Harold J. Harris, Plaintiff-appellant, v. the United States, Defendant-appellee, 861 F.2d 729 (Fed. Cir. 1988)Annotate this Case
Before EDWARD S. SMITH, Circuit Judge, SKELTON, Senior Circuit Judge, and NIES, Circuit Judge.
EDWARD S. SMITH, Circuit Judge.
Harold J. Harris (Harris) appeals the judgment of the United States Claims Court in Harris v. United States, 14 Cl.Ct. 84 (1987). The Claims Court upheld the decision of the Air Force Board for Correction of Military Records (board), which decision sustained the Officer Effectiveness Report (OER) that Harris received in 1978 as uncontrolled. We affirm.
There are two standards of review involved in this case. First, the Claims Court's standard of review of the administrative decision is limited to determining whether the decision of the correction board was arbitrary, capricious, or in bad faith, or unsupported by substantial evidence, or contrary to law, regulation, or mandatory published procedure of a substantive nature by which the complainant has been seriously prejudiced. Heisig v. United States, 719 F.2d 1153, 1156 (Fed. Cir. 1983). Second, this court reviews the Claims Court's judgment to determine whether its findings of fact are clearly erroneous or its legal conclusions are incorrect as a matter of law. Id. at 1157-58. Furthermore, it is settled law that courts cannot substitute their judgment for that of the military departments when reasonable minds could reach differing conclusions on the same evidence. Id. at 1156.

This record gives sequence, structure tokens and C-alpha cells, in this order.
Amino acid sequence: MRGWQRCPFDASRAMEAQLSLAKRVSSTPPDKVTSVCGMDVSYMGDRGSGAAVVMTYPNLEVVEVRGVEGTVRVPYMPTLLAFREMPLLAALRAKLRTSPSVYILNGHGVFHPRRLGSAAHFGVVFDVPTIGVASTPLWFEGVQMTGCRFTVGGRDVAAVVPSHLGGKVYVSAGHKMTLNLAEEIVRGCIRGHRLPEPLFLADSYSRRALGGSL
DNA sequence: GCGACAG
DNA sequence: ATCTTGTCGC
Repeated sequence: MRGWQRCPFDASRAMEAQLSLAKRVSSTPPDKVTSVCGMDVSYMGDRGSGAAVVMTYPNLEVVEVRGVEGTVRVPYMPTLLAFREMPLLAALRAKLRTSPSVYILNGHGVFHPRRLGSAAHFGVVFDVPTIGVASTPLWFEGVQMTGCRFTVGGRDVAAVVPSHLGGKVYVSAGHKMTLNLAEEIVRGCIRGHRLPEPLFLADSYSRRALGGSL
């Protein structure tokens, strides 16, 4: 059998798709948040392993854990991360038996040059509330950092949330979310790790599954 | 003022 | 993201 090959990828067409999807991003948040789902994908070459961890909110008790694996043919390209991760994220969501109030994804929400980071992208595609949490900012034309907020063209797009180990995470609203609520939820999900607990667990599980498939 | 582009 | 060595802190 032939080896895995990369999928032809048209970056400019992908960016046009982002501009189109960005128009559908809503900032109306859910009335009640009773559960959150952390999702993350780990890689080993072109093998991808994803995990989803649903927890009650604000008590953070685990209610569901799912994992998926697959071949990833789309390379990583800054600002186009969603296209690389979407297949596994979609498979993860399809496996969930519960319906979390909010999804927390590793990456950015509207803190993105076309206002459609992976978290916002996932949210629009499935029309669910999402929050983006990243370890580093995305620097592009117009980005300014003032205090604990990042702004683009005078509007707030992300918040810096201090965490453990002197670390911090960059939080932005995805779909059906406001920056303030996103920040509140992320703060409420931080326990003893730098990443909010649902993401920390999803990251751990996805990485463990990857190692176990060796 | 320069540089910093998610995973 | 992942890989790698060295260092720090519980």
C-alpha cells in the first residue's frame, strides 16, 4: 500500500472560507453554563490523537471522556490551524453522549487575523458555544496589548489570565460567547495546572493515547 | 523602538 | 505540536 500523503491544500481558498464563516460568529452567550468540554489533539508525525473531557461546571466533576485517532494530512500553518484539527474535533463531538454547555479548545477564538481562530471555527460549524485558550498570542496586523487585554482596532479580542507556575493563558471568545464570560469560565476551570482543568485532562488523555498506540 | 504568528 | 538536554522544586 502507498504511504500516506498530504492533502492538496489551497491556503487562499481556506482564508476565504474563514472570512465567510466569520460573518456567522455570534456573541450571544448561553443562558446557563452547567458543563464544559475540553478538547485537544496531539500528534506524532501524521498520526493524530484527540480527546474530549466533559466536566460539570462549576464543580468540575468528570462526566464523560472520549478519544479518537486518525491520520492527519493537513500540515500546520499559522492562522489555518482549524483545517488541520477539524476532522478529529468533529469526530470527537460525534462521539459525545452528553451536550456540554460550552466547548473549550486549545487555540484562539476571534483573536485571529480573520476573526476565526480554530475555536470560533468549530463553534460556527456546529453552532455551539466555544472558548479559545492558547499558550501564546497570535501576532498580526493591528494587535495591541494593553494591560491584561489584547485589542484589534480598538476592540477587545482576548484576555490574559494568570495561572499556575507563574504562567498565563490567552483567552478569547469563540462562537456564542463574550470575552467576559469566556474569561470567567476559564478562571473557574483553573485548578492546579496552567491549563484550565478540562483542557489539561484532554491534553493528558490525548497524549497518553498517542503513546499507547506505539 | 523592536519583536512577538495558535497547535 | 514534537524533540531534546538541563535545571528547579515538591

First, Harris argues that both the board's decision and the Claims Court's decision are arbitrary, capricious, and unsupported by substantial evidence, because both relied on inferences incorrectly drawn from the record and both failed to consider the record as a whole. We are not persuaded. After a careful review of the entire record, and in view of the parties' arguments on appeal, we cannot conclude that the board's decision is unsupported by substantial evidence, or that the Claims Court made any clearly erroneous findings or that its judgment is incorrect as a matter of law.
Second, Harris contends that the board and the Claims Court erred in not concluding the 1978 OER was constitutionally retaliatory and the result of command influence. We disagree. The board's decision is supported by substantial evidence. The board extensively and thoroughly reviewed the charges of racial bias and concluded they were without merit. Because Harris failed to carry his burden on appeal, we affirm the Claims Court's decision on the basis of its opinion.